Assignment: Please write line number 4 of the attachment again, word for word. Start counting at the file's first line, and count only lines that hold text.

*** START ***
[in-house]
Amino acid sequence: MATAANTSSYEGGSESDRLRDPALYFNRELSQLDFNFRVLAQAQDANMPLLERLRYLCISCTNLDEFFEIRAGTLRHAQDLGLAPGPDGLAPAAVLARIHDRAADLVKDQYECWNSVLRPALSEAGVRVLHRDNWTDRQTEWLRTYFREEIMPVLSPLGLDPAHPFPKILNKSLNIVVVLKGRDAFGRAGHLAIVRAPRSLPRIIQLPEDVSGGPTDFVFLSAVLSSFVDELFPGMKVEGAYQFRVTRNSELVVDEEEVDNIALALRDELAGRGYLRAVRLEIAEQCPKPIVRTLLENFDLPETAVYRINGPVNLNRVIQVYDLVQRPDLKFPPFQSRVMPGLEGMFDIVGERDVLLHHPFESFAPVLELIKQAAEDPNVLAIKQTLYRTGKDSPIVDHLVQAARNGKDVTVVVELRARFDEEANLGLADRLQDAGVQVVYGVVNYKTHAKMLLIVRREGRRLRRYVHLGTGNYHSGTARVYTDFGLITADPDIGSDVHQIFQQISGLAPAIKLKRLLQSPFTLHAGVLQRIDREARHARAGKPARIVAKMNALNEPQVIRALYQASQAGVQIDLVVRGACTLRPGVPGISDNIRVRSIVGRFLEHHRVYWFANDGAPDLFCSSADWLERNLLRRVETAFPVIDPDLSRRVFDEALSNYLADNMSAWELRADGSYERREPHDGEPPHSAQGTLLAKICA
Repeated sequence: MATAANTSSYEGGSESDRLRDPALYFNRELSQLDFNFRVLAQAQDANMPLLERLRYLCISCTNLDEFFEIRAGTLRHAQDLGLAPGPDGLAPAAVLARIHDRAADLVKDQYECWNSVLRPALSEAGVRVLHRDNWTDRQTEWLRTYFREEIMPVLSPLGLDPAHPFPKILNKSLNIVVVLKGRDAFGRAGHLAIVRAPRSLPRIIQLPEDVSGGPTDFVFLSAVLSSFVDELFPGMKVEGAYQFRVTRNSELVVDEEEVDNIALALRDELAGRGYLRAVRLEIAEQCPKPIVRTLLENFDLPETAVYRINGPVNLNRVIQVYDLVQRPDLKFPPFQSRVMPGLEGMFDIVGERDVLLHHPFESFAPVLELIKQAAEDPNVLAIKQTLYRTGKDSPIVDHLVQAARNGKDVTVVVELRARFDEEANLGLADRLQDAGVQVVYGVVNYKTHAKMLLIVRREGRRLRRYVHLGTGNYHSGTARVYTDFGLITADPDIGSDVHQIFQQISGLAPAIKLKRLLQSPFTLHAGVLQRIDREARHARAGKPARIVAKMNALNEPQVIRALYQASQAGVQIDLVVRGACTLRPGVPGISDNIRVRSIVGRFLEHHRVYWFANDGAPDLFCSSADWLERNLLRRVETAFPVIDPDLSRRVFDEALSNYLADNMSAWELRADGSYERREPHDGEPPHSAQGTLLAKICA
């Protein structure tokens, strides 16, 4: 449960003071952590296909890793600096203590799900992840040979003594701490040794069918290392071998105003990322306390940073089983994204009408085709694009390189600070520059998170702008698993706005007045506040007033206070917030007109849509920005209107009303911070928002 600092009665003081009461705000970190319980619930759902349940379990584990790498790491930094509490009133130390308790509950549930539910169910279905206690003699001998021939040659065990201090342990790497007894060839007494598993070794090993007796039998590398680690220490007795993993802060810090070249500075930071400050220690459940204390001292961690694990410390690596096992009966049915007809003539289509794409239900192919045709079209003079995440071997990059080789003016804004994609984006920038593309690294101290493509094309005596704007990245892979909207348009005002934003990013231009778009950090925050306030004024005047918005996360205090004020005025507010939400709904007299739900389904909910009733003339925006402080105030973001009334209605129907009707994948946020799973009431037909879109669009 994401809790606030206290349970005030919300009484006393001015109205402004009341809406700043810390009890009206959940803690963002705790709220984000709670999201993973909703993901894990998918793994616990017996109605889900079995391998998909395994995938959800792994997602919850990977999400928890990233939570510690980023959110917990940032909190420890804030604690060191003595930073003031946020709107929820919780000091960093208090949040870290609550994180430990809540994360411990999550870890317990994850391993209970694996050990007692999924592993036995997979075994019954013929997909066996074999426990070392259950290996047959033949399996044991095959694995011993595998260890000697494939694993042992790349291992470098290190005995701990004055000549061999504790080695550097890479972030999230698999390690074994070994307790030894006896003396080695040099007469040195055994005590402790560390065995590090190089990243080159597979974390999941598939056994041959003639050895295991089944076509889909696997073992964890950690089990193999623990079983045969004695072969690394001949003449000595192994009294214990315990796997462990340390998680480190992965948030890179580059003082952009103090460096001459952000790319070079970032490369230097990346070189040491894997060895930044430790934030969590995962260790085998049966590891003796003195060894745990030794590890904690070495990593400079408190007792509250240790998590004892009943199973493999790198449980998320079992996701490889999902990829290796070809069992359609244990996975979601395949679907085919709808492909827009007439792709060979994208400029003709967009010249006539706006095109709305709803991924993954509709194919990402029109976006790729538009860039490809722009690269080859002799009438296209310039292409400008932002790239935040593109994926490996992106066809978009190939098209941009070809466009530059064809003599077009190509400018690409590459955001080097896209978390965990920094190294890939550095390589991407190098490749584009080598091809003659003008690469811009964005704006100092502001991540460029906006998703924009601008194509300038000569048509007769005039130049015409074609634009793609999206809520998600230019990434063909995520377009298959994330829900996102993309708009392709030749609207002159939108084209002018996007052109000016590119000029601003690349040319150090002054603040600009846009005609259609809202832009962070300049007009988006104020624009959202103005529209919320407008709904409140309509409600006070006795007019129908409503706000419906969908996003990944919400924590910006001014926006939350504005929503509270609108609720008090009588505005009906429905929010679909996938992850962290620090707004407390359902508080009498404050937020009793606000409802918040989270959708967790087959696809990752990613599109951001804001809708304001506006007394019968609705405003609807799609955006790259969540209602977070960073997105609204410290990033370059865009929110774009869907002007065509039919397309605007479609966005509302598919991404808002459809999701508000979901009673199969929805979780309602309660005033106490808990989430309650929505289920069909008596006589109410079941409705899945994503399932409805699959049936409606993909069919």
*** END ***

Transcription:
């Protein structure tokens, strides 16, 4: 449960003071952590296909890793600096203590799900992840040979003594701490040794069918290392071998105003990322306390940073089983994204009408085709694009390189600070520059998170702008698993706005007045506040007033206070917030007109849509920005209107009303911070928002 600092009665003081009461705000970190319980619930759902349940379990584990790498790491930094509490009133130390308790509950549930539910169910279905206690003699001998021939040659065990201090342990790497007894060839007494598993070794090993007796039998590398680690220490007795993993802060810090070249500075930071400050220690459940204390001292961690694990410390690596096992009966049915007809003539289509794409239900192919045709079209003079995440071997990059080789003016804004994609984006920038593309690294101290493509094309005596704007990245892979909207348009005002934003990013231009778009950090925050306030004024005047918005996360205090004020005025507010939400709904007299739900389904909910009733003339925006402080105030973001009334209605129907009707994948946020799973009431037909879109669009 994401809790606030206290349970005030919300009484006393001015109205402004009341809406700043810390009890009206959940803690963002705790709220984000709670999201993973909703993901894990998918793994616990017996109605889900079995391998998909395994995938959800792994997602919850990977999400928890990233939570510690980023959110917990940032909190420890804030604690060191003595930073003031946020709107929820919780000091960093208090949040870290609550994180430990809540994360411990999550870890317990994850391993209970694996050990007692999924592993036995997979075994019954013929997909066996074999426990070392259950290996047959033949399996044991095959694995011993595998260890000697494939694993042992790349291992470098290190005995701990004055000549061999504790080695550097890479972030999230698999390690074994070994307790030894006896003396080695040099007469040195055994005590402790560390065995590090190089990243080159597979974390999941598939056994041959003639050895295991089944076509889909696997073992964890950690089990193999623990079983045969004695072969690394001949003449000595192994009294214990315990796997462990340390998680480190992965948030890179580059003082952009103090460096001459952000790319070079970032490369230097990346070189040491894997060895930044430790934030969590995962260790085998049966590891003796003195060894745990030794590890904690070495990593400079408190007792509250240790998590004892009943199973493999790198449980998320079992996701490889999902990829290796070809069992359609244990996975979601395949679907085919709808492909827009007439792709060979994208400029003709967009010249006539706006095109709305709803991924993954509709194919990402029109976006790729538009860039490809722009690269080859002799009438296209310039292409400008932002790239935040593109994926490996992106066809978009190939098209941009070809466009530059064809003599077009190509400018690409590459955001080097896209978390965990920094190294890939550095390589991407190098490749584009080598091809003659003008690469811009964005704006100092502001991540460029906006998703924009601008194509300038000569048509007769005039130049015409074609634009793609999206809520998600230019990434063909995520377009298959994330829900996102993309708009392709030749609207002159939108084209002018996007052109000016590119000029601003690349040319150090002054603040600009846009005609259609809202832009962070300049007009988006104020624009959202103005529209919320407008709904409140309509409600006070006795007019129908409503706000419906969908996003990944919400924590910006001014926006939350504005929503509270609108609720008090009588505005009906429905929010679909996938992850962290620090707004407390359902508080009498404050937020009793606000409802918040989270959708967790087959696809990752990613599109951001804001809708304001506006007394019968609705405003609807799609955006790259969540209602977070960073997105609204410290990033370059865009929110774009869907002007065509039919397309605007479609966005509302598919991404808002459809999701508000979901009673199969929805979780309602309660005033106490808990989430309650929505289920069909008596006589109410079941409705899945994503399932409805699959049936409606993909069919």